• 33. # Avoid exaggeration, which French businesspeople interpret as naïve, boasting or flat-out rude. # Don't be afraid to debate. The French value business partners who make logical arguments and display an understanding of all of the "sides" or perspectives of a subject. If you and your colleagues don't share a common language, plan ahead and hire a French interpreter for your business meetings. # Exchange business cards after initial introductions. Although the French don't have a set formality to exchange business cards, doing so after your initial meeting is considered to be most appropriate time. As an added gesture of your good taste and respect for French business etiquette, include a French translation of your business card on its flipside. Business Etiquette
  • 34. # Write up agendas and decisions in a formal matter. Use precision and details when drawing up contracts, agendas or other business documents to be used by all the parties. Impress your French colleagues and show them that you value their business by obtaining French translations of your business documents.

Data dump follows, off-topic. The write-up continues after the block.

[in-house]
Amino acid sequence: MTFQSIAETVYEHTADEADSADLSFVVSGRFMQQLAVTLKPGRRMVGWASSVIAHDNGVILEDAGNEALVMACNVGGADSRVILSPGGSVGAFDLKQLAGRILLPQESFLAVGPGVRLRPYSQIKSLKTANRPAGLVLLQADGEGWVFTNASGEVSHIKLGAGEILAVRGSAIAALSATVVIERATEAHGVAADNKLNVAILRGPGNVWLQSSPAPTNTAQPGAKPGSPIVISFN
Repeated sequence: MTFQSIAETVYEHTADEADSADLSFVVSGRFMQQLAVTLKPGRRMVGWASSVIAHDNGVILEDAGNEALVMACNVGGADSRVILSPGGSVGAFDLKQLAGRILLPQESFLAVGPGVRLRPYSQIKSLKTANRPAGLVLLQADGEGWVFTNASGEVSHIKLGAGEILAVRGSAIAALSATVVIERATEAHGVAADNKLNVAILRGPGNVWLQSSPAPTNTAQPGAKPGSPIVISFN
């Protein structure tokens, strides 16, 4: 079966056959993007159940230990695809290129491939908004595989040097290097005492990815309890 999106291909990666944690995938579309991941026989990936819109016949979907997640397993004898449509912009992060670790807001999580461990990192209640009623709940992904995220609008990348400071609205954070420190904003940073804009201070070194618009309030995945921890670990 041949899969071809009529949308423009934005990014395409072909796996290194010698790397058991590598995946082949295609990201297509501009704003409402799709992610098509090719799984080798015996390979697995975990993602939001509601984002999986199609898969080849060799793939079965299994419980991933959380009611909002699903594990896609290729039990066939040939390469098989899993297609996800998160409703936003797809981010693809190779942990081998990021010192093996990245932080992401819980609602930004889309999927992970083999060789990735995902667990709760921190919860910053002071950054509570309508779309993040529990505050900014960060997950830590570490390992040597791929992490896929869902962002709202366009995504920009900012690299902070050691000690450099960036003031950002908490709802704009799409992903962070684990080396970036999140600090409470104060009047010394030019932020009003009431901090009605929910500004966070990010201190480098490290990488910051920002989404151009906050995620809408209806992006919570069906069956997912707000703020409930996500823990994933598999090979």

• 35. * Apologizing for not knowing the French language (if you don't speak it) * Avoiding overly friendly behavior, as the French make a clear distinction between business and personal/social lives; * Dressing conservatively (men should dress in darker colors, though it's more appropriate for women to dress in softer colors); * Maintaining eye contact during discussions; * Waiting to be instructed where to sit.
  • 36. Merci